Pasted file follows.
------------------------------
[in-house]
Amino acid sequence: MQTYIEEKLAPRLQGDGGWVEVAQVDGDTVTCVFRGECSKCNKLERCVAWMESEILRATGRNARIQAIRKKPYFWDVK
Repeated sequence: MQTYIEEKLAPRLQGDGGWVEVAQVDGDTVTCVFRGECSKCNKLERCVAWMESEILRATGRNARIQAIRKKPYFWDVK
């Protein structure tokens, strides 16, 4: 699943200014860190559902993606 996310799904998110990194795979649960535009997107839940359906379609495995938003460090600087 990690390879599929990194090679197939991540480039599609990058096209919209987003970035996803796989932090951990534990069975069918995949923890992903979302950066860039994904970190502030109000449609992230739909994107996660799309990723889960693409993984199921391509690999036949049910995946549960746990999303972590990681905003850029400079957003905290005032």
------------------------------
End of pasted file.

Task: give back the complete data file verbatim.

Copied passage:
[in-house]
Amino acid sequence: MQTYIEEKLAPRLQGDGGWVEVAQVDGDTVTCVFRGECSKCNKLERCVAWMESEILRATGRNARIQAIRKKPYFWDVK
Repeated sequence: MQTYIEEKLAPRLQGDGGWVEVAQVDGDTVTCVFRGECSKCNKLERCVAWMESEILRATGRNARIQAIRKKPYFWDVK
């Protein structure tokens, strides 16, 4: 699943200014860190559902993606 996310799904998110990194795979649960535009997107839940359906379609495995938003460090600087 990690390879599929990194090679197939991540480039599609990058096209919209987003970035996803796989932090951990534990069975069918995949923890992903979302950066860039994904970190502030109000449609992230739909994107996660799309990723889960693409993984199921391509690999036949049910995946549960746990999303972590990681905003850029400079957003905290005032």